BSY in Karnataka
Y P Rajesh
When the BJP came to power on its own in Karnataka in 2008, it was seen not only as opening the party’s gateway to the south but also as an opportunity to consolidate its position by pushing development and erasing the memories of the political turmoil of previous years.
Those dreams and promises have clearly ended up as a nightmare. The BJP’s rule has been marked by mining and land scandals and frequent revolts within, culminating in former chief minister B S Yeddyurappa quitting the BJP and forming the Karnataka Janata Party.
The strength of the BJP in 2008 was the state’s largest community, Lingayats, voting for it en masse, wooed by Yeddyurappa. In the 2013 elections, that strength could prove the BJP’s weakness as Yeddyurappa will likely take away more than a few per cent of those votes.
With the JD(S) of H D Deve Gowda not growing in strength in the last five years and being seen more as a one-family party, the scenario is set to favour the Congress, observers say. The party, however, needs to get its act together and ensure that its many claimants to leadership work in unison. With Yeddyurappa not averse to playing footsie with the Congress like Mayawati and Mulayam Singh Yadav at the Centre, it is advantage Congress in Karnataka.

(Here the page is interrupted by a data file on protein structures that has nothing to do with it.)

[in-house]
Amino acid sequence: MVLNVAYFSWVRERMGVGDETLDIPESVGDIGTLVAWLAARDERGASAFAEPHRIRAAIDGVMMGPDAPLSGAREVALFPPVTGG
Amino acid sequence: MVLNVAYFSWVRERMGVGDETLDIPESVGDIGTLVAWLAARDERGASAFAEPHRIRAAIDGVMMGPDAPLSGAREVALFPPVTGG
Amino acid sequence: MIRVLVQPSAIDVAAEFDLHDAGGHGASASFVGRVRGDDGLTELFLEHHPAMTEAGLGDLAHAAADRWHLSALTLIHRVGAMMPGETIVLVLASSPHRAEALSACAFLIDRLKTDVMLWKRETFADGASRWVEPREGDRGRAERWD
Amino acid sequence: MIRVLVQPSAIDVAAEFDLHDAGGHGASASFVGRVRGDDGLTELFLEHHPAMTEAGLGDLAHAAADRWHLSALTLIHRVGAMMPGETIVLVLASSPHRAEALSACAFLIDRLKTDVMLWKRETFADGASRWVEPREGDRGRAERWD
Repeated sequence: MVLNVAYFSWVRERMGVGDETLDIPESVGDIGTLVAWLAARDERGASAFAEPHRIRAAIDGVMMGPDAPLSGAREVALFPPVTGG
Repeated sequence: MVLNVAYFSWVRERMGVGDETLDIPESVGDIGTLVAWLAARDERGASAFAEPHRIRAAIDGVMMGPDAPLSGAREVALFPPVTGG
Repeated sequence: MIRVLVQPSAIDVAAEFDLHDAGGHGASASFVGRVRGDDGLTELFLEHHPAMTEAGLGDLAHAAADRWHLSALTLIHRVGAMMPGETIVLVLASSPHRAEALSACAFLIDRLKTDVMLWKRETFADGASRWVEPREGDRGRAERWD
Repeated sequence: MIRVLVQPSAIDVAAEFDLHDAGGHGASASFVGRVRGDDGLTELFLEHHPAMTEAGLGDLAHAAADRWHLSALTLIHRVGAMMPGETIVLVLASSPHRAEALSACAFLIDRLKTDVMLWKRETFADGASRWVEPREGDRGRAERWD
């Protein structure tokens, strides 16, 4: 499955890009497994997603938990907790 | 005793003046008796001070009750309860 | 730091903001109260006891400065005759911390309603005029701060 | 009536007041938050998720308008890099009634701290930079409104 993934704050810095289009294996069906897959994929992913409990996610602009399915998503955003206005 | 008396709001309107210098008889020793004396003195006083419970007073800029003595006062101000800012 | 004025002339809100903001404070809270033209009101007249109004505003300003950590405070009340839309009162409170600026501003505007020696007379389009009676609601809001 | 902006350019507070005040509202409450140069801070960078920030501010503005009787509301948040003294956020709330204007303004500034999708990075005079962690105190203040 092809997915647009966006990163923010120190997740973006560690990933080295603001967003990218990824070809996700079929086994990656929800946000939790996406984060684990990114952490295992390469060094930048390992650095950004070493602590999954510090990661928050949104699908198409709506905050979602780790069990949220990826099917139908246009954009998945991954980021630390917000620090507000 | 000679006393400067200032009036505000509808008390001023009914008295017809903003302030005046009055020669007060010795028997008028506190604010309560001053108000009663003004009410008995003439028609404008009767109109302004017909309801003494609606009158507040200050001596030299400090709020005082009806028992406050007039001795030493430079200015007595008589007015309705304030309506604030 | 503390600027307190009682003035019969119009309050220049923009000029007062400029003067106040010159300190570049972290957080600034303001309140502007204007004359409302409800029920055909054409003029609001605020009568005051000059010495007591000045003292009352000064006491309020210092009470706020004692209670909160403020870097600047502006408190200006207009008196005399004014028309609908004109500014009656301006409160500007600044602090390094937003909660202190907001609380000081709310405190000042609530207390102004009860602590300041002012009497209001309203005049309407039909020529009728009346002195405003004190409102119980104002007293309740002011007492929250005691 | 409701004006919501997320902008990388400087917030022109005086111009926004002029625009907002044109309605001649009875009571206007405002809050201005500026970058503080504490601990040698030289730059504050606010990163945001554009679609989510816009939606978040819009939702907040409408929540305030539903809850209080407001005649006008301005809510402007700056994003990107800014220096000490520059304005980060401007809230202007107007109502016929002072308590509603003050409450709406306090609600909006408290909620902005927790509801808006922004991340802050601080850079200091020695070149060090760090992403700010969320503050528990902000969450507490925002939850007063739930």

Sheila Dikshit is expected to contest for a fourth term. Many detractors in the fractious state Congress are unhappy with Sheila’s style of functioning, and they have conveyed this to the top leadership, but she remains the most likely contender for the chief minister’s post. The BJP is grappling with a leadership crisis, with the party yet to groom a likely contender for the polls. It would be worth watching how mass protests against graft in Delhi, which have caught the public mood in the last two years, will impact the elections.
The BJP moves into the election year with confidence as the Congress is a badly divided house where top leaders are seen openly plotting against each other. Chief Minister Raman Singh is eyeing a hat-trick and has already begun introducing a series of populist welfare measures, including the Food Act. His aides confirm more schemes are expected soon, in almost a replay of 2008 when he swung the public mood by announcing Rs 1 per kg of rice before the elections.